Ralph Martin wrote the following report from India, where he recently spent three weeks, speaking extensively and serving with his wife, Anne, Deacon Dan and Dolly Foley, Fr. Chas Canoy, John and Michelle Kazanjian, and Erin Campbell. This is the last in a three-part series about the mission. The first two can be found here and here. Anne Martin already has provided two reports about the mission, which can be found here and here.
We arrived late Monday night and had a pretty good night’s sleep. We are working to overcome the ten-and-one-half hour time difference! It’s great to be home!
Anne mentioned to me this morning that, despite the fatigue of the long trip home, we would go back in a minute, since the people we met in each city are truly wonderful. Christians now in India are wary of increasing hostility from the new aggressively Hindu government and may have to face persecution in coming days—some have already been killed by fanatics, and government “regulations” are making it harder to conduct Church services. We will keep them all in our prayers and hearts.
The welcome we received by all four bishops of the dioceses in which we served, and their main collaborators, couldn’t have been warmer. I also want to say a special thanks to Romeo Fernando, who interpreted for us in Vasai and helped us in Pune. He did so much to organize what we did in Vasai, along with his community. I met Romeo twenty years ago on my last trip to India; he has visited us in Ann Arbor since then and has become a very dear and valued brother in the Lord.
Picking up from where I left off in my last report, we made the nearly two-hour flight to Pune for our last events. One of the great blessings of our final week in Pune was that John and Michelle Kazanjian joined our team. Each afternoon, they taught the priests how basic Gospel truths—like repentance, forgiveness, and renunciation of the devil—can be applied in a practical way to a person’s life in order to bring freedom in areas of people’s lives that are afflicted or in bondage. This is known as the Unbound method. We all helped them form teams to pray for priests individually, and many experienced wonderful freedom and deliverance. Deacon Dan and Fr. Chas preached at all of the daily Masses, and our team worked beautifully together. I helped as a prayer warrior for a number of these sessions; one night the demand from priests led me to do my first “solo” prayer session, and it went well.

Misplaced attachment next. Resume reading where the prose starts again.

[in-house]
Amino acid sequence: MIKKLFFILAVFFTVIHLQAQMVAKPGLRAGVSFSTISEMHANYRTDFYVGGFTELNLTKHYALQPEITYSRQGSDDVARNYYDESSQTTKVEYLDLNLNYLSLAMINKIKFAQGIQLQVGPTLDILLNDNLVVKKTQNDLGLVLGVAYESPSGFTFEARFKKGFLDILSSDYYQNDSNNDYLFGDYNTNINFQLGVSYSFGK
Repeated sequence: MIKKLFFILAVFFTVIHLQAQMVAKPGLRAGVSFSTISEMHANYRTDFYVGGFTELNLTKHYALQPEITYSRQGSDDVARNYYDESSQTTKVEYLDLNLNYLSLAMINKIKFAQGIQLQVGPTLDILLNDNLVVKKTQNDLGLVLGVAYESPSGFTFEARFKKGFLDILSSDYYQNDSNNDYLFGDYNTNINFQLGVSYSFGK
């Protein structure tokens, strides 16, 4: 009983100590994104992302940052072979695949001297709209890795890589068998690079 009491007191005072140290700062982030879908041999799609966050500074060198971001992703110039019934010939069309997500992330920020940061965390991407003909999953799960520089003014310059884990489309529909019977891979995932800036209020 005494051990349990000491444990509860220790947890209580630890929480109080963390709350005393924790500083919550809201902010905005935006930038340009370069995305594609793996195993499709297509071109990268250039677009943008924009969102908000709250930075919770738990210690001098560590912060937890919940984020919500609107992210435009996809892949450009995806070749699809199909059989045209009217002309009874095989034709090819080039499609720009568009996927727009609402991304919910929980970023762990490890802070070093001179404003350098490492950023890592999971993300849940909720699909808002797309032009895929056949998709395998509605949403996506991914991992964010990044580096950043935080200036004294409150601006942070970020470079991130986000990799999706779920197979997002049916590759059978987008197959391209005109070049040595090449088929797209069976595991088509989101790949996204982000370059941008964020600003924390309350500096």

Romeo Fernando spent most of the week with us in Pune and was a big help to the priests, many of whom asked him to return to teach them how to lead Life in the Spirit Seminars and help their people experience greater life in the Spirit. In fact, since our return, we already received an email from the Catholic Charismatic Renewal Service Team in Pune, saying “We have received many requests now to put on the Life in the Spirit Seminars in parishes here, thanks to your team!”
One ongoing difficulty we dealt with for several months was getting books and booklets delivered to each of the four cities we visited, even though we sent them in plenty of time through reliable delivery services. Most of the books and booklets got through in time, but some didn’t. Here in Pune, an Indian edition of The Fulfillment of All Desire, which was supposed to be one of the easiest to deliver since it was coming from within India, didn’t arrive until today. Finally, at one point, when Anne was experiencing a certain difficulty, she offered it up for the safe arrival of the books, and they arrived that day!
For our last weekend in India, we moved back to town to stay at the bishop’s house while we gave eight talks to a general conference of mostly of Charismatic Renewal Catholics. And then, we made a five-hour drive to Mumbai to get our plane home!
Before I end, I should mention a few of the small things that figured significantly in the trip. Unfortunately, most municipal water systems in India still are not able to provide water safe to drink. In almost every place we went, they had special taps for water that was filtered or boiled. We take for granted the general safety of our municipal water supplies here in North America.
Something else we take for granted is hot showers with actual shower stalls or bathtubs with shower curtains. Every bathroom we had in India was quite adequate, but very different from what we expect in the US. Most had showers coming out from the wall, but some didn’t, in which case buckets were provided for sponge baths. Also, there weren’t any shower curtains, so the water sprayed over the entire bathroom and had to be squeegeed up after showering. Throughout the entire three-week trip, we only had hot water for showers once, on our last day. Because of the schedule, we could take showers only in the morning; since the water was heated by solar power, the water was still cold. Had we showered in the afternoon, the sun would have had time to heat it up.
I have been invited to return to India to do a retreat for all fifty-one bishops of Kerala and then all the priests and nuns. We will see how this unfolds! I know that Deacon Dan, John and Michelle, and Anne and I all feel that doors have opened in India that we should continue to walk through, for the glory of God and the salvation of souls.
Thank you so much for your prayers, financial support, and other sacrifices that allow this and all other missions to take place.
Your brother in Jesus, our Lord,
Below are some additional photos from the mission: